We’re all living in a social media bubble, and it’s a brand’s job to pop it

Filtering is a worrying byproduct of social media's complex algorithms but it could present brands with an opportunity to burst through the bubble, says Stewart Gurney, chief strategy officer of PHD Australia.

Over the last year or so we’ve being increasingly warned about the dangers of ‘echo chambers’. How the bubbles of filtered information we surround ourselves in give us a limited perspective of the world and can result in things like Trump, Brexit or worse: a general apathy to bigger societal issues.

While this is obviously worrying, there could be an interesting upside.

As consumers continue to chase what’s relevant, and surround themselves in these cocoons of information that reaffirm their world view, brands could start stepping in to provide counter perspectives. The role of mainstream advertising could evolve to smash these echo chambers.

As brands strive to combat the threat of being filtered out, they will have to find more interesting and polarising things to say, moving from messaging-based ads to purpose driven communications.

In his book The Inevitable Kevin Kelly identified twelve technological trends that continue to have a profound effect on our world. One of these trends is filtering.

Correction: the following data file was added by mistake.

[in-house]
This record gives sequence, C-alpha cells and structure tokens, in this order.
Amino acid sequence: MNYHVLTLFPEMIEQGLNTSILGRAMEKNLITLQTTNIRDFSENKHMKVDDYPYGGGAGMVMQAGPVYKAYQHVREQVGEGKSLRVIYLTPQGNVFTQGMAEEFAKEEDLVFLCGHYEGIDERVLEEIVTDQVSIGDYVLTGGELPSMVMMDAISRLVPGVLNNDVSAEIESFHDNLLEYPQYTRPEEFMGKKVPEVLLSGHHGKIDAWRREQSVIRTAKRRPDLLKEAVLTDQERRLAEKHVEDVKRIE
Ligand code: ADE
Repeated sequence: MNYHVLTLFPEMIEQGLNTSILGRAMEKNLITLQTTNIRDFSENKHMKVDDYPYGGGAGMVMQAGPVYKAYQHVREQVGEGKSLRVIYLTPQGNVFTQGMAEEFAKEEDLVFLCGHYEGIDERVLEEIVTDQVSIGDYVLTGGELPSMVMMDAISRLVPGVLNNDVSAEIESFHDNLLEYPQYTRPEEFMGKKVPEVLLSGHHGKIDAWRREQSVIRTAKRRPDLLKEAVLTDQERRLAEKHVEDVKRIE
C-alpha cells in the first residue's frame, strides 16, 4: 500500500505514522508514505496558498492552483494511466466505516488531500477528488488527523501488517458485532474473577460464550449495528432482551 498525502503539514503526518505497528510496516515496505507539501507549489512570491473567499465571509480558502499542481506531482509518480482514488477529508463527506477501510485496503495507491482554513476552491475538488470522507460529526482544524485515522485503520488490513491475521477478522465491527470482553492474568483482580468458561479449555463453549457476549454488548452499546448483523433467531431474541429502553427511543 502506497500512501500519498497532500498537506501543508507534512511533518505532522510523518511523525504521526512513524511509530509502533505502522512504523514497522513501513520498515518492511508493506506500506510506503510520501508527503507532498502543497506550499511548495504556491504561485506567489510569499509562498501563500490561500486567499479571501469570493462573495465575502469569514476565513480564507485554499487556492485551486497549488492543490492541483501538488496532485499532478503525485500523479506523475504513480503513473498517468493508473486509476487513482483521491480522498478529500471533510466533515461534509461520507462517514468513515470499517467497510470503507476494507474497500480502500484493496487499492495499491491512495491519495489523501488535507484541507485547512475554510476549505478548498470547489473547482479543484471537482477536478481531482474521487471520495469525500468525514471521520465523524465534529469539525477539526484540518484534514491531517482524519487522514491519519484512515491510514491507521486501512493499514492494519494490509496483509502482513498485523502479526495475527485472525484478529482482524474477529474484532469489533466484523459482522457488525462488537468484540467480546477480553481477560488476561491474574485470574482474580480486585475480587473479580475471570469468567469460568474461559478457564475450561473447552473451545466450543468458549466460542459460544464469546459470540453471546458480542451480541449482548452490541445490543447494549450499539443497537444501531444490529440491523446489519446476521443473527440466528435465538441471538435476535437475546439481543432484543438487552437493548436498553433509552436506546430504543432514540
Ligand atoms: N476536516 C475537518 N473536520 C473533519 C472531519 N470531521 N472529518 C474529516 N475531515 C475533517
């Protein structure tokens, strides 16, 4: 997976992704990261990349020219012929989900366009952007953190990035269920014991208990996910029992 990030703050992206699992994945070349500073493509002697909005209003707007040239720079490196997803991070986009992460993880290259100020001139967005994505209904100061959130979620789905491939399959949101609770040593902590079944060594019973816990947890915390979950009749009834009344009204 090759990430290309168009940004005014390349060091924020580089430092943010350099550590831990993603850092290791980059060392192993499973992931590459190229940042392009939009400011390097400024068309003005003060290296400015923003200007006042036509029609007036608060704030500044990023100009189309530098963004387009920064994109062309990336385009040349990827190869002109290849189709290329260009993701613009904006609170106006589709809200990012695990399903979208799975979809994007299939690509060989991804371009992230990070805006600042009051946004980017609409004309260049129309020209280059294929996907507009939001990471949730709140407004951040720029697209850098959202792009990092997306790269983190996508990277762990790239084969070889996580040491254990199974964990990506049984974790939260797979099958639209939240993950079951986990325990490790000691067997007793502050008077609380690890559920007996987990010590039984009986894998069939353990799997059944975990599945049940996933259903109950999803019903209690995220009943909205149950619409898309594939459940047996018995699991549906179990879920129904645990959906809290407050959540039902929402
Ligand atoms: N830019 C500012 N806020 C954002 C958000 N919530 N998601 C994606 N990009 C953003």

Kevin Kelly, author of The Inevitable

As Kelly observes, we live in a world of information and content overload.

Every 12 months we currently produce approximately eight million new songs, two million new books, 16,000 new films, 30 billion blog posts, 182 billion tweets and 400,000 new products. These numbers are only increasing and at an exponential rate.

With so much of this ‘stuff’ readily available to us we will increasingly look for ways to navigate this expanse.

One way we do this currently is with the help of recommendation engines. These algorithms suggest movies we might like based on movies we’ve watched previously, people to follow that share our opinions and even news articles that discuss the topics we are the most interested in.

The benefits of this type of filtering are easily addictive. Who doesn’t love Spotify’s discover weekly playlists or a Netflix recommendation.